Kneeling Firing Chasseur à Pied

Price: $42.00
Pre-order Only

PFW-C6004

Team Miniatures

Not yet released - expected in November.

In 1837 an experimental light infantry company was set up at Vincennes by the Duc d'Orléans. So satisfactory were the results that three years later ten full battalions were created. Known as the Chasseurs d'Orléans after their creator, they distinguished themselves in Algeria in numerous desert encounters. From 1848 the corps was known simply as the Chasseurs à Pied. In 1853 Napoleon was so impressed by their dash and marksmanship that he doubled the number of battalions to 20. Twelve battalions served in the Crimea and ten in Italy where the 10th took an Austrian flag, a feat which earned the Légion d' Honneur for the eagle of the Chasseur corps. They were also engaged in China, Syria and Mexico.

Regarded as an élite corps, they fought well in the opening campaign against the Germans. At Froeschwiller (6 August) four battalions were practically wiped out, the 13th losing over 700 officers and men. They were organized in the same way as the infantry of the Line, with eight companies per battalion of which six usually served in the field.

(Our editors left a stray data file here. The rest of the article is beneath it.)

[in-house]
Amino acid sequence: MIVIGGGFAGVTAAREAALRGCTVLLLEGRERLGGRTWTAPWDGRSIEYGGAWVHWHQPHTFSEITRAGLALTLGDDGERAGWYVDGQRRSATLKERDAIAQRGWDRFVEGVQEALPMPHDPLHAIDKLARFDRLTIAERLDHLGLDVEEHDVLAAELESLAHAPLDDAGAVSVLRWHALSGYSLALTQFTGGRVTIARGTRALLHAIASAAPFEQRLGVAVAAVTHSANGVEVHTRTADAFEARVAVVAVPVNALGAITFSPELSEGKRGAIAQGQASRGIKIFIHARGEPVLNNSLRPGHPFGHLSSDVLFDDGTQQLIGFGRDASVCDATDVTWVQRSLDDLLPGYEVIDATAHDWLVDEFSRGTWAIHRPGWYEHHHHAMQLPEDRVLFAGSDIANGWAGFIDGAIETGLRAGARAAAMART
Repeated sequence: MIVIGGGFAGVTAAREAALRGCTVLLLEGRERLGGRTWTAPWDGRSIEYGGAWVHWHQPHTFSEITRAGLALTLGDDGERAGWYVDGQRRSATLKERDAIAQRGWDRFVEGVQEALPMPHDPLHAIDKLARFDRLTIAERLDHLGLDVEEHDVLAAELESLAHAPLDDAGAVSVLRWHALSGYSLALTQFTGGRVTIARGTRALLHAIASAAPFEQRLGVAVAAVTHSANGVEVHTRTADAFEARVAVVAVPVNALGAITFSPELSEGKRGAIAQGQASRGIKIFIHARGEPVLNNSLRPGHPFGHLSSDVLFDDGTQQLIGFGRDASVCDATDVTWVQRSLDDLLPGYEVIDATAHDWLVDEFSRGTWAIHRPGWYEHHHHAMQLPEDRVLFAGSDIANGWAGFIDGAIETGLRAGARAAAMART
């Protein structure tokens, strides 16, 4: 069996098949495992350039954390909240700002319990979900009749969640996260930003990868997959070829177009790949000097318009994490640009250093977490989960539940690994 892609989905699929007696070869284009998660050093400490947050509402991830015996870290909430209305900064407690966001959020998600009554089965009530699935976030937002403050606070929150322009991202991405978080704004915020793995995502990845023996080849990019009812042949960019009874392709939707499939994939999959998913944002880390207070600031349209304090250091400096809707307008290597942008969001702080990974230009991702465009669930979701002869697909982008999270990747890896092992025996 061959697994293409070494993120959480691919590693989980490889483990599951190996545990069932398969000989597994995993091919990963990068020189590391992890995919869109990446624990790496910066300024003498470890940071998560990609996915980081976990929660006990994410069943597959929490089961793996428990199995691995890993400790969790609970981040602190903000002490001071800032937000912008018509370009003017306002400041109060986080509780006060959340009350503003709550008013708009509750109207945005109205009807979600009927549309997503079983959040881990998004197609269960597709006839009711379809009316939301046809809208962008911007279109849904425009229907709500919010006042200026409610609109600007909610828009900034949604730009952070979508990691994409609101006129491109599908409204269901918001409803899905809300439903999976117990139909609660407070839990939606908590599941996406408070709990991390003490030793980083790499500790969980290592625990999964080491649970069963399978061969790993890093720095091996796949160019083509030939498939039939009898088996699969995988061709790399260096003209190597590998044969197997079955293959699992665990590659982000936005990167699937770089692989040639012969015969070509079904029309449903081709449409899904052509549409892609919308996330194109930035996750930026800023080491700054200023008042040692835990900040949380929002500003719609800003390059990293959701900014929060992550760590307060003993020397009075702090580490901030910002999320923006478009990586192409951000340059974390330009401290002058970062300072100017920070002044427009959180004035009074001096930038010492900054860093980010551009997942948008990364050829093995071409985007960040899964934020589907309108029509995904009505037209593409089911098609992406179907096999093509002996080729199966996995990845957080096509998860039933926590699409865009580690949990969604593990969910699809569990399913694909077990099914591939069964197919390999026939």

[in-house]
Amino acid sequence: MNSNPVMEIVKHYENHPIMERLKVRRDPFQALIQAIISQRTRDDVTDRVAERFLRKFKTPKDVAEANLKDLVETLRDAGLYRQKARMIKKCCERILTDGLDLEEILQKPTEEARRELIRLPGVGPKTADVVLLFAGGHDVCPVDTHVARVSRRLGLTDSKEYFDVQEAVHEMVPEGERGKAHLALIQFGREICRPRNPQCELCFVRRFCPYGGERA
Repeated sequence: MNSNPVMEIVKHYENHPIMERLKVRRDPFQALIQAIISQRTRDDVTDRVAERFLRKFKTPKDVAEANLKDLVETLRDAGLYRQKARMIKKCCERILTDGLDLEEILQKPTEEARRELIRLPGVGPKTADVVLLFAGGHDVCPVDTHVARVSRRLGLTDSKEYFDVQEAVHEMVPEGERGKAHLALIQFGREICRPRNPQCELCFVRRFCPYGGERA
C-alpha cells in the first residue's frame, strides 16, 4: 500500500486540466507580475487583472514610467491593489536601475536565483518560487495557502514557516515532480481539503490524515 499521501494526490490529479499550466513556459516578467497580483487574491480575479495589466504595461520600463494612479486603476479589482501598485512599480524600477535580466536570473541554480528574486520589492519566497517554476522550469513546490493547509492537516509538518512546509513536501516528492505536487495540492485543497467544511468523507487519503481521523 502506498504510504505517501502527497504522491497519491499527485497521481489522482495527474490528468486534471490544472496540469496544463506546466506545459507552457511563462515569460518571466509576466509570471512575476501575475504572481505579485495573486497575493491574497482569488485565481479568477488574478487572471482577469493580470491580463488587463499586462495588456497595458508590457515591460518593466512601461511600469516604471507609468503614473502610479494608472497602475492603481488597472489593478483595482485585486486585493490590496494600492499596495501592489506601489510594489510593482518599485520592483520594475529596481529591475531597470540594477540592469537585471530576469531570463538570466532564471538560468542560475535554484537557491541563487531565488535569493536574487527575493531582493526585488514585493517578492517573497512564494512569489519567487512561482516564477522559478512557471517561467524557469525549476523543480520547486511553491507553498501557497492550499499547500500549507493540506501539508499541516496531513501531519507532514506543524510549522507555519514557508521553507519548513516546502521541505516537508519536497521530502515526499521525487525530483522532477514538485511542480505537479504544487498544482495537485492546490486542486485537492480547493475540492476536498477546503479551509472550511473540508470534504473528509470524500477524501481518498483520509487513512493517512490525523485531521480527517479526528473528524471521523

The Chasseurs took the field in a dark blue tunic and képi, despite an instruction to wear the veste and shako. The tunic was easily distinguishable from that of the infantry of the Line by its pointed cuffs and blue collar. The buttons also bore a horn and the battalion number. The distinctive epaulettes and trousers further highlighted a difference that the Chasseurs were proud of. The accoutrements and equipment were identical to those of the infantry with the exception of the belt buckle.